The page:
Can we fix traffic congestion?

If your work commute is the worst part of your day, you'll be pleased to hear there are better ways.

I hate traffic.

I face it every day, twice a day, on one of the busiest freeways in Perth.

It's frustrating and stressful. But after weighing up a whole range of factors, it always comes out as my best option to get to work as fast as possible at the lowest cost possible. So I grit my teeth and bear it.

But wouldn't life be infinitely more pleasant without it? To be able to get where you need to go quickly and painlessly?

In this modern world where research and innovation can breed better food and cure the incurable, why can't it fix traffic?

I spoke to Main Roads Western Australia to find out more.

Whose fault is traffic?

"In its simplest form of explanation, a transportation network consists of supply and demand," explains Main Roads.

"Traffic congestion occurs when traffic demand exceeds the road network capacity."

So you cause traffic. I cause traffic. Anyone in traffic is causing traffic.

There are just too many cars and not enough road.

It's like a water pipe. The bigger the pipe, the more freely water can flow through it.

But we can't keep expanding roads. Well, we could for a little while, but only limited expansion is possible on Perth's freeways. And ultimately, it doesn't make a difference. When extra lanes are added, people who previously didn't drive on that road suddenly do. Then you're right back where you started.

That leaves us with the one option: reducing cars on the road.


A crash course in traffic reduction

So is it time to resort to a colosseum-style fight to the death to determine those most worthy of driving their cars on the road? Or do we still have a few peaceful options to explore?

"What about walking and cycling?" you may ask.

Certainly, if you can, that's a great way to go.

But living close enough to the CBD to walk or cycle is a luxury most can't afford, even if we did live conservatively and made our own avocado on toast at home.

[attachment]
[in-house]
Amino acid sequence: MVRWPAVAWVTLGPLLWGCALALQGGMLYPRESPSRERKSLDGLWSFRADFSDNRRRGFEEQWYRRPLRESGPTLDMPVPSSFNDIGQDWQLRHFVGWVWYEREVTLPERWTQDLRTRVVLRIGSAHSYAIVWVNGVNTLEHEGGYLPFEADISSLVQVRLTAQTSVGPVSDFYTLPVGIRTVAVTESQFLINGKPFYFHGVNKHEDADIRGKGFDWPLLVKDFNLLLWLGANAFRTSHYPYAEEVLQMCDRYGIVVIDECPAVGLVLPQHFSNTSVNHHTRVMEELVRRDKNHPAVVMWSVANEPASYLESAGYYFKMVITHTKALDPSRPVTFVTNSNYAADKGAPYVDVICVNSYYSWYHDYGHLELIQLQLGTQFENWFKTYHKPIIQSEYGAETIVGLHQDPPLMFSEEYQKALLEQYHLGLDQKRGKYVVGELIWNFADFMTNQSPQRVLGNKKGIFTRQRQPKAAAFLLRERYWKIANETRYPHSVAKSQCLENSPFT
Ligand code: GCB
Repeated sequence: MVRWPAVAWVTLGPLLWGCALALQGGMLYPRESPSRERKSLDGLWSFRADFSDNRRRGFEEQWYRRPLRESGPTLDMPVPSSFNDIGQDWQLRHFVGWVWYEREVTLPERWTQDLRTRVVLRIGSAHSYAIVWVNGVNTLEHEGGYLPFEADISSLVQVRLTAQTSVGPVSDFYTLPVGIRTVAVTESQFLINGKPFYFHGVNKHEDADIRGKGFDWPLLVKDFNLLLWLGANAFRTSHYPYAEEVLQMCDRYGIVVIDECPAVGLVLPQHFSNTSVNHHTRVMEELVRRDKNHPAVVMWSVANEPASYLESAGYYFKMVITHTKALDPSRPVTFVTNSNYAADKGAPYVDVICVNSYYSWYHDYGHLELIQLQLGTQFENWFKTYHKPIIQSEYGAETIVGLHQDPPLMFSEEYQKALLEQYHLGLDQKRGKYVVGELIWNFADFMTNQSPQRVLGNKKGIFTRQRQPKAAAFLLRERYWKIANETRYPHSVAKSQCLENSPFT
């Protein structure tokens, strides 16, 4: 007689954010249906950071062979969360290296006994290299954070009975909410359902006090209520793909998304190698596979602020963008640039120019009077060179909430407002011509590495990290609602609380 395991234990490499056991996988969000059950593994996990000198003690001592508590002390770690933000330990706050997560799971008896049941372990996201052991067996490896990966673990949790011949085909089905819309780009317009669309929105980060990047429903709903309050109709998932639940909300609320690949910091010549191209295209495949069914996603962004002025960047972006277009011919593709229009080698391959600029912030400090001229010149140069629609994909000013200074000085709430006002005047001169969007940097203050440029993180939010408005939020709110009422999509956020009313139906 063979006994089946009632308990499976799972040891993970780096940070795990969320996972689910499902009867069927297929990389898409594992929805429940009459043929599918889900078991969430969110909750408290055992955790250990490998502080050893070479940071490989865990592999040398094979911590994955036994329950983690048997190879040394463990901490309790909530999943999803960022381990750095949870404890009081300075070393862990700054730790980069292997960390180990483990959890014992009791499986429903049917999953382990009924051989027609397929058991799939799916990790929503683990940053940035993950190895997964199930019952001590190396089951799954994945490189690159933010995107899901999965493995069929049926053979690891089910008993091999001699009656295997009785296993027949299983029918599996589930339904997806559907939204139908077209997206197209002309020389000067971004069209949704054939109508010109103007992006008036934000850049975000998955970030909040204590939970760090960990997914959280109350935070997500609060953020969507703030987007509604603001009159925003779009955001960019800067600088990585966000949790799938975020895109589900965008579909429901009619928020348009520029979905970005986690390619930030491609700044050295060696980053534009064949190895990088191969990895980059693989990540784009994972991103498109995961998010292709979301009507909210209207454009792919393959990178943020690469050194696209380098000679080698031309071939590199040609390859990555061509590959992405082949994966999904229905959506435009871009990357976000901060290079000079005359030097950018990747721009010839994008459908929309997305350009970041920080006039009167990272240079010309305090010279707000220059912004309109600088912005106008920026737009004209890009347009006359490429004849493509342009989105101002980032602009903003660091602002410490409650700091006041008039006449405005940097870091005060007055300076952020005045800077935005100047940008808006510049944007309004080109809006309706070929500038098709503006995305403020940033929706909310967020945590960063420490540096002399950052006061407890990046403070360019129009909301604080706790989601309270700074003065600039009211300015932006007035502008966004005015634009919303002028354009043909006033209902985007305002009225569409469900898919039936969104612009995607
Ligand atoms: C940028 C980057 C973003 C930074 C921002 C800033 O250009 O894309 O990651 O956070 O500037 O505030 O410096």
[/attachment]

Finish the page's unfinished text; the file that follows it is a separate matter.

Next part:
Ah, but we still have the shining beacon of public transportation—only a lot of us live far away from those options too. 38% of Perth's train-goers 'park 'n' ride'.

Main Roads says we could get around these issues with better land planning.

"The best plans for avoiding problems associated with traffic congestion are land-use plans that reduce reliance on private car trips and promote sustainable modes of transport such as walking, cycling and public transport."

"Development of higher-density, mixed land-uses built around public transport nodes (otherwise known as transit-oriented developments) reduces the need to travel longer distances for employment and other social needs."

Transit-oriented developments are basically like mini-cities, where homes are located close to shops, offices and train stations. Our best examples in Perth include Subiaco, Joondalup and Maylands.

As someone who has lived in both Subiaco and Maylands, I have to say the lifestyle aspect was amazing. I barely used my car and felt a lot less stressed.

Then circumstances changed, and I ended up in a family home out in the 'burbs. My car has been racking up the kilometres ever since.

Parents with small children usually end up in this situation because it seems like the best choice for the kids. Homes with big backyards for kids to play in, separate bathrooms for grownups and rugrats and individual bedrooms for everyone. A lot of us grew up in this sort of family home and still think of it as the most idyllic option.